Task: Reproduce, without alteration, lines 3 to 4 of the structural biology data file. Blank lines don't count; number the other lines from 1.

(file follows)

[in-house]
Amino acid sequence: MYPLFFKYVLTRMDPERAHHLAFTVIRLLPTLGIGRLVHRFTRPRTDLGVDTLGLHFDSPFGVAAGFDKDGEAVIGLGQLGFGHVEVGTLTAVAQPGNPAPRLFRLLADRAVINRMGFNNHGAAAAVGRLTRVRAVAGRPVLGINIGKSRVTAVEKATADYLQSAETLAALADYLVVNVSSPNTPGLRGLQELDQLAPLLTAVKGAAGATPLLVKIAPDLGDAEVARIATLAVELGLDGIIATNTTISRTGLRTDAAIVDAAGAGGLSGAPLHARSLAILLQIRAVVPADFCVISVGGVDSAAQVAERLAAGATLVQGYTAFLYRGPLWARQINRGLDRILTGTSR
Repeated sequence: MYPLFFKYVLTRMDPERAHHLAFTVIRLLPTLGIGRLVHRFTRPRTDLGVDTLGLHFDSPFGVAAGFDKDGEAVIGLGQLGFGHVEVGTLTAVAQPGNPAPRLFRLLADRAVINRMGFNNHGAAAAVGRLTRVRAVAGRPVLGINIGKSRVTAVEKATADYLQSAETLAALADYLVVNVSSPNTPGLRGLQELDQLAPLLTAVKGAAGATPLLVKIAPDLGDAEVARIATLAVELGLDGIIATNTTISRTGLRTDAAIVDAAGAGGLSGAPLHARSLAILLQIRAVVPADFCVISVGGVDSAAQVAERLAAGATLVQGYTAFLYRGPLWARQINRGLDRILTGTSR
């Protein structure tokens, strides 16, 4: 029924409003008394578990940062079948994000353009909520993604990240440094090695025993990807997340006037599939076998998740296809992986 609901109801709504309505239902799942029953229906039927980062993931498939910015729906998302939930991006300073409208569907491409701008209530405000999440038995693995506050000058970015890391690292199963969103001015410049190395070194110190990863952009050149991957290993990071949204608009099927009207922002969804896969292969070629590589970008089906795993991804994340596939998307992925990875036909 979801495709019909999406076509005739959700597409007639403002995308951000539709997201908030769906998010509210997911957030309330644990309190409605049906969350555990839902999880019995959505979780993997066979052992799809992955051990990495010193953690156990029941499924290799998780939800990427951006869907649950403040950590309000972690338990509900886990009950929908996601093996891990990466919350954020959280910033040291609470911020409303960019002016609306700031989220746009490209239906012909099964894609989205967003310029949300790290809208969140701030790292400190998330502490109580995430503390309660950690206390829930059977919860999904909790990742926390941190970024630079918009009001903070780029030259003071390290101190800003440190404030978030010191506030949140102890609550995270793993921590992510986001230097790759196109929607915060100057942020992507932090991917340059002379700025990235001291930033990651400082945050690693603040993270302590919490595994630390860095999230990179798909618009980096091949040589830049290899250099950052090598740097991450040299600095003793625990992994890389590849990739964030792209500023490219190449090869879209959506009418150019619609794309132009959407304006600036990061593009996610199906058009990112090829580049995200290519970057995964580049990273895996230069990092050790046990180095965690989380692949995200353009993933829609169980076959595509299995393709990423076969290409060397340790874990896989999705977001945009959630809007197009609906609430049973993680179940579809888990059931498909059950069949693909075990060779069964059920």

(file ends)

Repeated sequence: MYPLFFKYVLTRMDPERAHHLAFTVIRLLPTLGIGRLVHRFTRPRTDLGVDTLGLHFDSPFGVAAGFDKDGEAVIGLGQLGFGHVEVGTLTAVAQPGNPAPRLFRLLADRAVINRMGFNNHGAAAAVGRLTRVRAVAGRPVLGINIGKSRVTAVEKATADYLQSAETLAALADYLVVNVSSPNTPGLRGLQELDQLAPLLTAVKGAAGATPLLVKIAPDLGDAEVARIATLAVELGLDGIIATNTTISRTGLRTDAAIVDAAGAGGLSGAPLHARSLAILLQIRAVVPADFCVISVGGVDSAAQVAERLAAGATLVQGYTAFLYRGPLWARQINRGLDRILTGTSR
């Protein structure tokens, strides 16, 4: 029924409003008394578990940062079948994000353009909520993604990240440094090695025993990807997340006037599939076998998740296809992986 609901109801709504309505239902799942029953229906039927980062993931498939910015729906998302939930991006300073409208569907491409701008209530405000999440038995693995506050000058970015890391690292199963969103001015410049190395070194110190990863952009050149991957290993990071949204608009099927009207922002969804896969292969070629590589970008089906795993991804994340596939998307992925990875036909 979801495709019909999406076509005739959700597409007639403002995308951000539709997201908030769906998010509210997911957030309330644990309190409605049906969350555990839902999880019995959505979780993997066979052992799809992955051990990495010193953690156990029941499924290799998780939800990427951006869907649950403040950590309000972690338990509900886990009950929908996601093996891990990466919350954020959280910033040291609470911020409303960019002016609306700031989220746009490209239906012909099964894609989205967003310029949300790290809208969140701030790292400190998330502490109580995430503390309660950690206390829930059977919860999904909790990742926390941190970024630079918009009001903070780029030259003071390290101190800003440190404030978030010191506030949140102890609550995270793993921590992510986001230097790759196109929607915060100057942020992507932090991917340059002379700025990235001291930033990651400082945050690693603040993270302590919490595994630390860095999230990179798909618009980096091949040589830049290899250099950052090598740097991450040299600095003793625990992994890389590849990739964030792209500023490219190449090869879209959506009418150019619609794309132009959407304006600036990061593009996610199906058009990112090829580049995200290519970057995964580049990273895996230069990092050790046990180095965690989380692949995200353009993933829609169980076959595509299995393709990423076969290409060397340790874990896989999705977001945009959630809007197009609906609430049973993680179940579809888990059931498909059950069949693909075990060779069964059920």